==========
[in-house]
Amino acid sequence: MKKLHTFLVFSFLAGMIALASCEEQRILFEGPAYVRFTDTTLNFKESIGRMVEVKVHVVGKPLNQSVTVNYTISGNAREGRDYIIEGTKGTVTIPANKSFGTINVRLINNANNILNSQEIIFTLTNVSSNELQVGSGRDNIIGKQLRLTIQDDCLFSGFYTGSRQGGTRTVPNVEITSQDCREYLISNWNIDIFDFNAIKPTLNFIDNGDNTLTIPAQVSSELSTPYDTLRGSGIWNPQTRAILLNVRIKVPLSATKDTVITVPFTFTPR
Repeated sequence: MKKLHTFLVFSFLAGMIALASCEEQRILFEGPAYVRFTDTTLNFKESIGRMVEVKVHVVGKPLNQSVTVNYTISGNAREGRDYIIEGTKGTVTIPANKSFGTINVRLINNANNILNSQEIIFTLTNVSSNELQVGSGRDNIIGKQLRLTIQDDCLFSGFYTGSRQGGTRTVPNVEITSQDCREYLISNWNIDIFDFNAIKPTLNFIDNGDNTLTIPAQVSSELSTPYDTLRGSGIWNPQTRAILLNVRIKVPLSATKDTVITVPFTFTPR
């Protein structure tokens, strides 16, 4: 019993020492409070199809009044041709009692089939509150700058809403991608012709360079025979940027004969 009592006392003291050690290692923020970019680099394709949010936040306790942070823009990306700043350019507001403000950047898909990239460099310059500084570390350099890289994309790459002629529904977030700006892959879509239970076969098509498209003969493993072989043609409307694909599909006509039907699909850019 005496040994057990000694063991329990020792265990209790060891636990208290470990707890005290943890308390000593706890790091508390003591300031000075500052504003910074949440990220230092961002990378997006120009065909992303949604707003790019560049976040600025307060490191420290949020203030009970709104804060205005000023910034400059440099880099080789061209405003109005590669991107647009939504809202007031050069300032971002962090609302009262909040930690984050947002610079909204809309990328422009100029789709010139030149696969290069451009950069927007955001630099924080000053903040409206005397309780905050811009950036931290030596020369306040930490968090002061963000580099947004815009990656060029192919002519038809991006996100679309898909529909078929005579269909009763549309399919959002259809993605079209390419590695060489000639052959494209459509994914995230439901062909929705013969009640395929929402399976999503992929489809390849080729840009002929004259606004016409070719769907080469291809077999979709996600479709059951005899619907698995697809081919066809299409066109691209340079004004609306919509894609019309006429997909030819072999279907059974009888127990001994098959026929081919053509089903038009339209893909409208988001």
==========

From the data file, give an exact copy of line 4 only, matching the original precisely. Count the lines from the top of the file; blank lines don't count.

């Protein structure tokens, strides 16, 4: 019993020492409070199809009044041709009692089939509150700058809403991608012709360079025979940027004969 009592006392003291050690290692923020970019680099394709949010936040306790942070823009990306700043350019507001403000950047898909990239460099310059500084570390350099890289994309790459002629529904977030700006892959879509239970076969098509498209003969493993072989043609409307694909599909006509039907699909850019 005496040994057990000694063991329990020792265990209790060891636990208290470990707890005290943890308390000593706890790091508390003591300031000075500052504003910074949440990220230092961002990378997006120009065909992303949604707003790019560049976040600025307060490191420290949020203030009970709104804060205005000023910034400059440099880099080789061209405003109005590669991107647009939504809202007031050069300032971002962090609302009262909040930690984050947002610079909204809309990328422009100029789709010139030149696969290069451009950069927007955001630099924080000053903040409206005397309780905050811009950036931290030596020369306040930490968090002061963000580099947004815009990656060029192919002519038809991006996100679309898909529909078929005579269909009763549309399919959002259809993605079209390419590695060489000639052959494209459509994914995230439901062909929705013969009640395929929402399976999503992929489809390849080729840009002929004259606004016409070719769907080469291809077999979709996600479709059951005899619907698995697809081919066809299409066109691209340079004004609306919509894609019309006429997909030819072999279907059974009888127990001994098959026929081919053509089903038009339209893909409208988001």